Clippers are too much for Victor Wembanyama and the Spurs

Clippers forward Paul George, center, shoots in front of San Antonio Spurs forward Keldon Johnson.
Clippers forward Paul George, center, shoots in front of San Antonio Spurs forward Keldon Johnson during the first half of the Clippers’ 123-83 victory Sunday night.
(Mark J. Terrill / Associated Press)
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Everyone came to Arena to get a look at Victor Wembanyama.

The Clippers, meanwhile, needed to get a look at themselves.

It was necessary to look past the spectacle of Wembanyama, no matter how impossible it seemed Sunday, as the rookie carrying the highest expectations since LeBron James 20 years earlier played his first professional game in Los Angeles.


That’s because the Clippers spent three weeks of preseason practices describing the great expectations they have for themselves — of playing with pace and physicality, with rejuvenated energy and attention to detail, all to play up to their unfulfilled championship ambitions.

Yet, after living up to those ideals in Wednesday’s opener, they fell far short Friday in Utah while being crushed on the glass, too loose with the basketball and, after roaring back from a double-digit deficit, not sharp enough in the final minute to hold on to a lead.

Three games into the season, the Clippers arrived Sunday for a test not only of keeping in check the 7-foot-4 Wembanyama, but also whether they could keep their preseason promises.

In a 123-83 victory, they did. The margin was as much about the rebuilding Spurs as it was the refocused Clippers (2-1).

“The league’s never seen a guy like this,” Clippers coach Tyronn Lue said of the 19-year-old Wembanyama, but fans hoping to see something memorable in his third career game instead watched the Clippers’ collection of 30-year-olds dictate terms from the start.

Clippers starters shot 54%, including 40% on three-pointers. San Antonio starters committed 16 of their team’s 25 turnovers. The Clippers rebounded by keeping the Spurs off the boards, with San Antonio grabbing only six offensive rebounds. That’s 11 fewer than they’d allowed Utah two days earlier.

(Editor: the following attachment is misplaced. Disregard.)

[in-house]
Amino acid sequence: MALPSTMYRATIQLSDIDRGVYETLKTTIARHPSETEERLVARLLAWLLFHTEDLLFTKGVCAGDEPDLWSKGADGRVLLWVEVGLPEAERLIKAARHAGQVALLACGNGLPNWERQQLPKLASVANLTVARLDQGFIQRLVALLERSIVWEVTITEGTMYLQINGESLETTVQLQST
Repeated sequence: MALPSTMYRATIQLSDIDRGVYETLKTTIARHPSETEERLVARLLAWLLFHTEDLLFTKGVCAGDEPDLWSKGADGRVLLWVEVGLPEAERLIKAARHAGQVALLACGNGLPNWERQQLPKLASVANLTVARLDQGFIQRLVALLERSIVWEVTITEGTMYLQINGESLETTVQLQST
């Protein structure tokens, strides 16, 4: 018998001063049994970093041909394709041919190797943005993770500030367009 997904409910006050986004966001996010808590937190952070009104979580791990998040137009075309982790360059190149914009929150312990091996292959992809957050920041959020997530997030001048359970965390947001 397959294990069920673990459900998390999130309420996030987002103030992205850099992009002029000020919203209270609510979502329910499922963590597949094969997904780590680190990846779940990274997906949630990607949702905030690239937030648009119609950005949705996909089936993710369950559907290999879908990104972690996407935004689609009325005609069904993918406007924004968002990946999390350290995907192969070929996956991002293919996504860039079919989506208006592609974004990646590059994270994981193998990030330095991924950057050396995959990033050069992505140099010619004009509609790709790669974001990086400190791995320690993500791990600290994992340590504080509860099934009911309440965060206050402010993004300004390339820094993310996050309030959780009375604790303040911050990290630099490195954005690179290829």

‘That’s just who we always should have been,” said Paul George, who scored 19 points and played only 28 minutes because the starters rested the entire fourth quarter as the lead grew to as large as 48. “With the defense that we have on this team, we should have always been a team that played and established that intensity from jump. So that’s just how we got to play. That’s who we got to be.”

Kawhi Leonard scored a game-high 21 points.

Two nights after attempting just four shots in Utah — including a contested potential game-tying shot in the final seconds while teammate Nicolas Batum stood open along one wing — Russell Westbrook made eight of his 13 shots for 19 points with eight rebounds and a season-low two turnovers. He had committed a combined eight in his first two games.

“It was a long two days for me,” Westbrook said. “I was really upset just because one, I don’t like to lose. It was just hard to take losses and especially games where I think we had opportunity to win is another thing. When we don’t play the way that I know we are capable of, it’s important. And then also just my play in general. I didn’t play the way, the best way I needed to for our team and that was upsetting.”